Showing posts with label Change Your Career. Show all posts
Showing posts with label Change Your Career. Show all posts

Tuesday, April 27, 2021

Financial and Other Necessary Tips to Change Your Career in Your 50s

Do you think you are too old to change your career after turning 50?

You may have spent the first half of your life working to earn a living. But, now you’re ready to do what you’ve always wanted to do work for personal satisfaction.

It’s never too late to make a career change. We all need money to satisfy our needs and maintain our lifestyle. However, it is possible to earn money and find personal satisfaction in your work. 

Many people spend their lives working to support their families. Now is the time to focus more on job satisfaction and using your talent.

If you’re over 50 and considering a career change, you have a lot going for you.

One of the most significant advantages of changing your career after 50 is that you have a good network. By connecting with your network, you will have the opportunity to choose a job where you’ll find better job satisfaction.

According to the U.S. Bureau of Labor Statistics, women are more likely to change jobs than men.

An article published in states that since the average age of retirement is rising, many people over 50 are changing careers.

“People aged 50 and over are in a unique position to have plenty of workforce experience to bring to a new career, while still being able to obtain the knowledge they need to take on something new.”

Before making this major change, you should be sure to have your financial life in order first. This will create a smoother transition to your new life after 50. Here are a few financial and other tips for a midlife career change.

Have a fat financial cushion

Try to have six-figure savings account if you’re thinking of making a career change around your 50s. It will help you have a cushion to support your lifestyle if you face any financial issues.

It’s always good to have a savings account, but it’s better to put your money to work, making your savings more useful.

According to, men earn about 127% more than what they made at the beginning of their careers, on average.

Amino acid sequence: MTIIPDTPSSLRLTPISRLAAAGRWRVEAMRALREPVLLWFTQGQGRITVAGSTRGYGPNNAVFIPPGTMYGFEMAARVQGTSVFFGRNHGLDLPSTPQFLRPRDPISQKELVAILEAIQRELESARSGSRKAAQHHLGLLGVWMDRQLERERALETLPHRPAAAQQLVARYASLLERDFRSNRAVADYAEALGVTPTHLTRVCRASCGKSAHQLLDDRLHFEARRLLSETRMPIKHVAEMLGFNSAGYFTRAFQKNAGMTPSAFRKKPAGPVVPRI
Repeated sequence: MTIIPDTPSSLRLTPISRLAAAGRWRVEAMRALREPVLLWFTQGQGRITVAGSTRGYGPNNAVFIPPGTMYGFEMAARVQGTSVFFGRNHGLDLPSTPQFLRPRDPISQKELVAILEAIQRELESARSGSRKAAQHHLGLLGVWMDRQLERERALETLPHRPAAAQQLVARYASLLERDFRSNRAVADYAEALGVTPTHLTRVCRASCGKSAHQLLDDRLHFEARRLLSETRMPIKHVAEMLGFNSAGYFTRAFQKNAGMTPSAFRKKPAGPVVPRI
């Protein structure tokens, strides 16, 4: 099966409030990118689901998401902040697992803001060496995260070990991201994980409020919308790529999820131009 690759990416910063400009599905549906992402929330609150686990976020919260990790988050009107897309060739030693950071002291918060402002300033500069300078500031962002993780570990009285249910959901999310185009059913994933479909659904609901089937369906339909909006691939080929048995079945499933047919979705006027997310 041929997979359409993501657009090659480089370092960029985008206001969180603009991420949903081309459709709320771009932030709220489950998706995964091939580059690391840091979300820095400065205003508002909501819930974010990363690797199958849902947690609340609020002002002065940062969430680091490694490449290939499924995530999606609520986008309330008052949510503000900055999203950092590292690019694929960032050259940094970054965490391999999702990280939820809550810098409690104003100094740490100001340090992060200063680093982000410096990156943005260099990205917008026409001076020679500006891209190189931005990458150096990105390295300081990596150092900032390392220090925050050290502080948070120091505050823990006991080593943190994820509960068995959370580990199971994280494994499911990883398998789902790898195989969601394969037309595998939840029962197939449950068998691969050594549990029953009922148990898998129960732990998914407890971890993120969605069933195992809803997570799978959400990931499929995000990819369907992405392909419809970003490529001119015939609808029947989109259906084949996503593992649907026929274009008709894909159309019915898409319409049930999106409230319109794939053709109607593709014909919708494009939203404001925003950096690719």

Do not hamper your retirement savings

The Internal Revenue Service (IRS) allows additional contributions to 401(k)s if you are 50 years or over. In 2021, you can add $6,500 as catch-up contributions for a total contribution of $26,000 to your 401(k).

So, make sure you can keep up with 401 (k) contributions during your transitionary period.

It’s a good idea to ask if you can rollover your 401(k) from a previous employer into an account with your new employer. Some companies may require a waiting period before allowing you to participate in the new plan. When changing jobs, you can also consider rolling your existing 401(k) to an IRA.

You also have the option of leaving your 401(k) with your previous employer, even if you switch jobs. Experts suggest that it’s a good idea depending on the amount in your old 401(k).

Reach out to your network

You likely have a solid network by now. It is time to use your contacts to grab your dream job.

Some companies and organizations prefer to recruit employees with a lot of experience by offering attractive packages and perks.
Update your skills

You may need to update your skills to make a career change in your 50s. This is easy to do by taking an online course while continuing your current job. You will learn the necessary skills and continue earning at the same time. It may take time and patience, but it’s a much safer route than losing your income in the meantime.

Do not switch only for money

Money should not be the only deciding factor in a career change. You need to consider placing importance on personal satisfaction, self-actualization, and your health. Anything that negatively impacts those areas of your life can have devastating long-term effects on your well-being.

Make plans to pay bills

When making a career change make sure there is a plan in place to pay your credit card and utility bills. Also, make plans to take care of your monthly mortgage or car payments, if any. Depending on the change, it could mean a decrease in income. So, be sure you know how everything will be taken care of.

It may be difficult if you have huge debts to pay off. You can get professional help with any excessive debts. Depending on your financial situation, choose consolidation or settlement to repay multiple debts through single monthly payments to become debt-free.

Build a good emergency fund

Build an emergency fund that can satisfy your basic needs for six months if you have a total loss of income. This will help you to pay and tackle any financial emergencies.

I will end this article by sharing Andrea’s story. She left her job at age 53 after she got a divorce. At first, she was worried about her expenses. So, she lived like a grad student and saved from the small alimony payment she received. 

She says that it would have helped her if she had an emergency fund. Andrea made sure to get a higher-paying job once she completed her graduation.

She says, “I also worked my networks and attended professional conferences during grad school, and that helped me to become employed immediately after I graduated. I’m much happier now.”

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